It looks like you're using an Ad Blocker.
Please white-list or disable AboveTopSecret.com in your ad-blocking tool.
Some features of ATS will be disabled while you continue to use an ad-blocker.
(visit the link for the full news article)
Corruption scandal shakes Vatican as internal letters leaked
By Philip Pullella
VATICAN CITY (Reuters) - The Vatican was shaken by a corruption scandal Thursday after an Italian television investigation said a former top official had been transferred against his will after complaining about irregularities in awarding contracts.
The show "The Untouchables" on the respected private television network La 7 Wednesday night showed what it said were several letters that Archbishop Carlo Maria Vigano, who was then deputy-governor of Vatican City, sent to superiors, including Pope Benedic
It has an area of approximately 44 hectares (110 acres), and a population of just over 800. This makes Vatican City the smallest independent state in the world by both area and population.
is the second-largest city in Kentucky and the 63rd largest in the US...
In the 2010 Census the city's population was 295,803
Mayor’s Proposed FY12 General Fund budget is a $271 million spending plan.
-- Vatican City State had income of about $340 million and expenses of about $312 million. The Vatican said a major factor in the surplus was a boom in visitors to the Vatican Museums, which occurred despite a general crisis in the tourism industry. The Vatican also underlined that the Vatican City State not only pays 1,876 employees but also spends a considerable amount each year in maintenance and restoration of its artistic and architectural treasures, which it said can rightly be described as "one of the most important historical and artistic patrimonies of humanity."
In explaining the city-state’s deficit, the council’s press statement mentioned that the Vatican Museums had opened new exhibition spaces and had extended visiting hours, which means the payroll grew. Vatican City is also launching a major overhaul of its telecommunications infrastructure in which a high-speed fiber optic network will be installed over some 250 miles.
Building, maintenance and restoration work on the colonnade in St. Peter’s Square and on the basilicas of St. John Lateran, St. Paul Outside the Walls and St. Mary Major required substantial expenditures, the release said. In addition, “the costs sustained for security inside Vatican City State” and for the major renovation of the Vatican Library, which should open in September, added to the deficit, it said.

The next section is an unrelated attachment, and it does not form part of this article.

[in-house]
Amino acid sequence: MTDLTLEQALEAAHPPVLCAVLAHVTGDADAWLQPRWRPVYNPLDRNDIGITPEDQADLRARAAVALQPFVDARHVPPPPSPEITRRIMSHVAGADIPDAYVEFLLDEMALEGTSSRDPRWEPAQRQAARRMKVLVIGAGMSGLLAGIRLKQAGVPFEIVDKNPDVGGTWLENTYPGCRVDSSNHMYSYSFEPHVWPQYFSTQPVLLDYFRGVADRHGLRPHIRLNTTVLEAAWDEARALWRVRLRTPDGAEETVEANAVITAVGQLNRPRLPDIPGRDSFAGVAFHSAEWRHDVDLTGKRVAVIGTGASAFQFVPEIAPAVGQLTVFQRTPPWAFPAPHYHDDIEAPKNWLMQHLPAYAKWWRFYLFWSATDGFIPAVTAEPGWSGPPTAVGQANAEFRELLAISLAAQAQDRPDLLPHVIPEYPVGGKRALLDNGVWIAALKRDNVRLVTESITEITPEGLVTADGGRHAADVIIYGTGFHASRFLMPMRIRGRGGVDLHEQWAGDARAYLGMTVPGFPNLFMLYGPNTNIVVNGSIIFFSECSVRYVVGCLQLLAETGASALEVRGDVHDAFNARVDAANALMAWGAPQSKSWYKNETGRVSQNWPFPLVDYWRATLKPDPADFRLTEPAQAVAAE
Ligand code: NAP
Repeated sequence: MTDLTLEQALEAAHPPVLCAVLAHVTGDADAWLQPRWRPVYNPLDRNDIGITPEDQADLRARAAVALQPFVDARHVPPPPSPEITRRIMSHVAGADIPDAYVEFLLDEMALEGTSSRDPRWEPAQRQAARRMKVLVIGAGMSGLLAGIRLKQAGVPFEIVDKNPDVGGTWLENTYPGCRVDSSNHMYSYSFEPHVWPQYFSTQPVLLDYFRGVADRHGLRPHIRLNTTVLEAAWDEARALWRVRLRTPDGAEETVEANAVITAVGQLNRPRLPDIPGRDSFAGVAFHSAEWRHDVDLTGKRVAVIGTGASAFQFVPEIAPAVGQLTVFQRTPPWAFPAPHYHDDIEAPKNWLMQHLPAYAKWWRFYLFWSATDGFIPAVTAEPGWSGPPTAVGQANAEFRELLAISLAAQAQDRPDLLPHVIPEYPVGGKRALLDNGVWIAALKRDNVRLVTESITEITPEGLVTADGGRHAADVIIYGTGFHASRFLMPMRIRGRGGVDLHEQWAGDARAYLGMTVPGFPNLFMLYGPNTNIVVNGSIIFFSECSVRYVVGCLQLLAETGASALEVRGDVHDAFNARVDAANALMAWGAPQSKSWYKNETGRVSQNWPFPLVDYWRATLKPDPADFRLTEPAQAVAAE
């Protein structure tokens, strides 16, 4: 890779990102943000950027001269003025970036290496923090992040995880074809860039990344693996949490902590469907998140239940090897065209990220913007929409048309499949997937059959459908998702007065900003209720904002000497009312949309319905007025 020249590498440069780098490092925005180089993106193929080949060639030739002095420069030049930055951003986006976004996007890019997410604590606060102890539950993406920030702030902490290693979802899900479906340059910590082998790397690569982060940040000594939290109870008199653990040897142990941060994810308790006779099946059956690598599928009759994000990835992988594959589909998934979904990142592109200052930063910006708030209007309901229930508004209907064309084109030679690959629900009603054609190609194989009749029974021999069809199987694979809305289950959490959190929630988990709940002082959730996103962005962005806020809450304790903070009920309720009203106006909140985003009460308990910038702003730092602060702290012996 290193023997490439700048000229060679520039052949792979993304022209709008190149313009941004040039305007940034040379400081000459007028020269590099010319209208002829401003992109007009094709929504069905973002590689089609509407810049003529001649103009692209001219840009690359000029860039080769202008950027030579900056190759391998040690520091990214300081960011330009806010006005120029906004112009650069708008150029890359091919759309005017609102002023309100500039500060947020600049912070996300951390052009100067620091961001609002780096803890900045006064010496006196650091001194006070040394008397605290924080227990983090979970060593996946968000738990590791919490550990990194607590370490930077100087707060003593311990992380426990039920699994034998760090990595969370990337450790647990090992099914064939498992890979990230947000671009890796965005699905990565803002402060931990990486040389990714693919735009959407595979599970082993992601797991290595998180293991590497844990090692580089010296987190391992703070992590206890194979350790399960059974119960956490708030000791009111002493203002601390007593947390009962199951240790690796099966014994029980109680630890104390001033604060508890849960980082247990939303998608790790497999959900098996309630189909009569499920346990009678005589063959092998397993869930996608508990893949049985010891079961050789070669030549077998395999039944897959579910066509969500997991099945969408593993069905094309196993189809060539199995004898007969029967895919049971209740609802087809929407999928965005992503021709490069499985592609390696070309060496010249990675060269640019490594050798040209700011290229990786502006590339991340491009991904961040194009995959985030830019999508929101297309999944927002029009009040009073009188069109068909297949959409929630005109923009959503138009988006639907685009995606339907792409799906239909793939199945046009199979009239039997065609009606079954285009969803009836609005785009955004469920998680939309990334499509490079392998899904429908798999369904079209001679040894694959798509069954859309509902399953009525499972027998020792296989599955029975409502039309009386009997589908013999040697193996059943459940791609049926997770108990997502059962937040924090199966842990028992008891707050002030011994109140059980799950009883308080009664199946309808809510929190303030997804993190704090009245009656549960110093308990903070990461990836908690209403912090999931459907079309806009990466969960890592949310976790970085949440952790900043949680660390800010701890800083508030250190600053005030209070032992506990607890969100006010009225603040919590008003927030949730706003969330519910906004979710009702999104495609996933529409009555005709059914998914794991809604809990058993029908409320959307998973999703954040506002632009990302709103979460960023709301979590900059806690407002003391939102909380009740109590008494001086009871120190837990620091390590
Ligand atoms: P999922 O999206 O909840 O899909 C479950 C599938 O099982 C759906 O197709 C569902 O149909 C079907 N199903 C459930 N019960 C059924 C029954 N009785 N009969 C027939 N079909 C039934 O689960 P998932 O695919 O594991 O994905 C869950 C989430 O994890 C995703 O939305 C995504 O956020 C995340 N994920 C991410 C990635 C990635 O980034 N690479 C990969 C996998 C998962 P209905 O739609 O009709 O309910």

If there was a scandal here, I think it's fair to say that the people at fault were the bankers, not anyone in the Vatican.
In another letter to the pope on April 4, 2011, Vigano says he discovered the management of some Vatican City investments was entrusted to two funds managed by a committee of Italian bankers "who looked after their own interests more than ours."
Again, maybe the Vatican was at fault, but it sounds like the wrong doers were the Italian workmen. I wish I knew more about it, but it's hard for me to get really upset with the Vatican about this one.
In one of the letters to the pope, Vigano said Vatican-employed maintenance workers were demoralized because "work was always given to the same companies at costs at least double compared to those charged outside the Vatican."
For example, when Vigano discovered that the cost of the Vatican's larger than life nativity scene in St Peter's Square was 550,000 euros in 2009, he chopped 200,000 euros off the cost for the next Christmas, the program said.
Originally posted by charles1952
reply to post by Wrabbit2000
This is very speculative, but could it be that the Catholic Church is being attacked because 1) it is very influential, and 2) requires obedience to something above oneself?
The Vatican issued a statement Thursday criticizing the "methods" used in the journalistic investigation. But it confirmed that the letters were authentic by expressing "sadness over the publication of reserved documents."
"defend the honor of morally upright people?" They have to be kidding. That isn't even a good cover.
In its statement, the Vatican said the journalistic investigation had treated complicated subjects in a "partial and banal way" and could take steps to defend the "honor of morally upright people" who loyally serve the Church.